If I am current on my loan can I do a short sale?

    • If I am current on my loan can I do a short sale?
    • I am not behind on my mortgage payment; can I apply for a short sale?

    Many people who are not behind on their mortgage wonder if they can apply for a short sale, and if so will they be accepted for a short sale. The answer varies greatly depending on who your investor is for your loan, which I wrote about in a previous article; but in some cases you can be current on your mortgage and still get accepted for a short sale.

    Every servicer (usually the entity you make your mortgage payment to) and every investor (the entity that actually owns your loan) have strict guidelines they follow when evaluating someone for acceptance in a short sale program. They will make exceptions for good reasons in some cases, and every short sale is looked at on a case by case basis even though there are set standards and guidelines.

    Besides who the investor is on the loan, one of the biggest factors to determine if you can do a short sale if you are current is if you have a true financial hardship. If you need more information on what a bank considers a financial hardship you can go here:/blog/acceptable-types-of-hardship-in-the-eyes-of-a-bank-when-it-comes-to-a-short-sale/

    Basically, some type of hardship needs to have occurred since you took out the loan that will prevent you from paying even though you may be current. The hardship has to be documented and the bank will look into this pretty thoroughly. One potential exception that is pretty common (although not the only one) is job relocation. Financially you may be relocating to make a higher income, but if you currently own an underwater home and have to move and pay on two residences this potentially could put you into a hardship situation. The bank/servicer is going to look at your full financial picture, and if they feel, based on the information you supplied them, that you do have some type of potential hardship, they may proceed with the short sale even if you are current. The bank is basically looking for a situation they call “imminent default”-meaning that with your current income, expenses, and assets you are going to run out of money at some point and get behind on your mortgage.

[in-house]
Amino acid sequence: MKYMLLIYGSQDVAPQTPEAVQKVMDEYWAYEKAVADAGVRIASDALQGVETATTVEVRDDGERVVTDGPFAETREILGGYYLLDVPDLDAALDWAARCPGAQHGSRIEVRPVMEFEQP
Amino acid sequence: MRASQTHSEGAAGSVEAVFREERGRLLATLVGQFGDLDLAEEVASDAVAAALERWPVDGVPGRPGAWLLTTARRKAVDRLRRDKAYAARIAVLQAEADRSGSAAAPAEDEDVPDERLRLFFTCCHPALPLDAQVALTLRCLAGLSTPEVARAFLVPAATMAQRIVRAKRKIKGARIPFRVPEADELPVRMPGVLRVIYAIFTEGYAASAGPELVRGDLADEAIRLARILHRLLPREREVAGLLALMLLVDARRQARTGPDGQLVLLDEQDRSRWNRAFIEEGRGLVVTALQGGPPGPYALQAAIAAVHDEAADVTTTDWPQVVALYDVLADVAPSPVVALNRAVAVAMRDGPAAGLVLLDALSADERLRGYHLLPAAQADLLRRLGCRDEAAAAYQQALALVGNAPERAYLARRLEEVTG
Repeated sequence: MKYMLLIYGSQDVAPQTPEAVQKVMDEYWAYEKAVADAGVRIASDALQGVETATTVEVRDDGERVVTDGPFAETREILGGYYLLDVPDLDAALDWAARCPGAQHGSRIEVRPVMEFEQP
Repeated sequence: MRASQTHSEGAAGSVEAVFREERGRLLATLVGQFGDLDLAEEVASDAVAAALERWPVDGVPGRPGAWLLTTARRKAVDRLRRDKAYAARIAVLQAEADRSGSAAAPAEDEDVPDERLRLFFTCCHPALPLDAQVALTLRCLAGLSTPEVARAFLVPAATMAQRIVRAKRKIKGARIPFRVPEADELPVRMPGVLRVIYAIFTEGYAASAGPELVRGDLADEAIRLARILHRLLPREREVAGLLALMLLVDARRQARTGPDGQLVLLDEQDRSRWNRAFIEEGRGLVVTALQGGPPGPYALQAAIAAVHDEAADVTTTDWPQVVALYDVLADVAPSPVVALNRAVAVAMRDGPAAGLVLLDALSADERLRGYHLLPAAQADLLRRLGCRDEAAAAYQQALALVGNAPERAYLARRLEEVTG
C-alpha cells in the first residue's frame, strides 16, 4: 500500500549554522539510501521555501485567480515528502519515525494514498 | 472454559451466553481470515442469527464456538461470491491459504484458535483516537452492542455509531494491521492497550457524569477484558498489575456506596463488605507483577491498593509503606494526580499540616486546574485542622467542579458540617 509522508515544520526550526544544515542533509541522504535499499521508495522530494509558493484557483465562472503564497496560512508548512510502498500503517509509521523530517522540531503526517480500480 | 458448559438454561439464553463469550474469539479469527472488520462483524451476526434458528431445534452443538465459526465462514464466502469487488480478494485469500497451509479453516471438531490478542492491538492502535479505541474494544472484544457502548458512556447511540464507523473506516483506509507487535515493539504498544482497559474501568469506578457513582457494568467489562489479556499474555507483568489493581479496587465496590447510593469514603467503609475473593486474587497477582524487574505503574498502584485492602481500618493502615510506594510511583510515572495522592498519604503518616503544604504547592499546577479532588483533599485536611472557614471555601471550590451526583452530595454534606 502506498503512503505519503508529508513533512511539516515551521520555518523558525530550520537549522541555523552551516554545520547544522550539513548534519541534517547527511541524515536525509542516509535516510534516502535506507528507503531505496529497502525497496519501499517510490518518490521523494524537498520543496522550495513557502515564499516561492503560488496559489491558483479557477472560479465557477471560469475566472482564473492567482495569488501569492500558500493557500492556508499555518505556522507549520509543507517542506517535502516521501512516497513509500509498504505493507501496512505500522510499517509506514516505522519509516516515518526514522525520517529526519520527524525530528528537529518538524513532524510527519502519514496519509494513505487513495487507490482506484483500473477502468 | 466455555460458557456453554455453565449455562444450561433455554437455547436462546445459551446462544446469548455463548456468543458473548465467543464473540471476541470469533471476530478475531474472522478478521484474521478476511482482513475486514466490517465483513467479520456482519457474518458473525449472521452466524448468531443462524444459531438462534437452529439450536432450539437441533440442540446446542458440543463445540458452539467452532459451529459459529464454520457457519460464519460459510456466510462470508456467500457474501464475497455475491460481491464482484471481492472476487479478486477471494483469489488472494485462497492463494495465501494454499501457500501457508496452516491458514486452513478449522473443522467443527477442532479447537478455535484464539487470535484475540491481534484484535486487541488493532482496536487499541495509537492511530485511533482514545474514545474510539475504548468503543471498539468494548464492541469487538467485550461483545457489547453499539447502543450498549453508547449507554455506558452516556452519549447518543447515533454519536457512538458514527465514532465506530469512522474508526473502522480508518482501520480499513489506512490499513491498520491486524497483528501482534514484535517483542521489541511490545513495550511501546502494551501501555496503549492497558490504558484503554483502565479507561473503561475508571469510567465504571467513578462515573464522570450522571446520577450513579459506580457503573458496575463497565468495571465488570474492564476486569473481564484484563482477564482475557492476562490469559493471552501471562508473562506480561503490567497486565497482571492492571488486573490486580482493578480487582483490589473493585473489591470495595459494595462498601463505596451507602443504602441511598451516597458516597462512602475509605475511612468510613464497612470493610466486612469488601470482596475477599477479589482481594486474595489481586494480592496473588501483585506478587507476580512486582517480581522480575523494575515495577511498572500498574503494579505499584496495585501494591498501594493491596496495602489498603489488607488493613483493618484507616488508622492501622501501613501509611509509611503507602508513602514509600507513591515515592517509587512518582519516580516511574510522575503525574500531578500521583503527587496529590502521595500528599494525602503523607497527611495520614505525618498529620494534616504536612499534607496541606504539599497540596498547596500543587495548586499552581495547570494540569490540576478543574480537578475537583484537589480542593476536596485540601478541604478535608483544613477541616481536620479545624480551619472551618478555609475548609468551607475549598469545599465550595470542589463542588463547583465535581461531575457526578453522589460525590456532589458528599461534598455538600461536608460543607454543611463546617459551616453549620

Every investor is different and as mentioned above you have to research your investor’s guidelines before starting the short sale process; although I have worked on a few short sales where the investor “bent” the guidelines a bit for a homeowner who was current to get the short sale done.

    Recently Freddie Mac and Fannie Mae adjusted their guidelines to look at homeowners who were still current. FHA requires homeowners to be 31 days delinquent at time of short sale settlement (meaning when the buyers actually settle on the home) but I have seen them make exceptions when warranted and documented correctly.

    If you do not have a financial hardship this does not mean they will not let you participate in a short sale, but chances are the bank/investor is going to ask you for some type of monetary concession for the deficiency amount on the loan balance vs. what is sells for at short sale.

    Fannie Mae and Freddie Mac own a majority of the mortgages in the country so if you have a loan with them you have a good chance of staying current and still doing a short sale. If you would like more information on this subject contact me anytime: brandon.brittingham@longandfoster.com 443-339-9200

    Or you can check out my real estate site www.moorebrittingham.com for more information as well.

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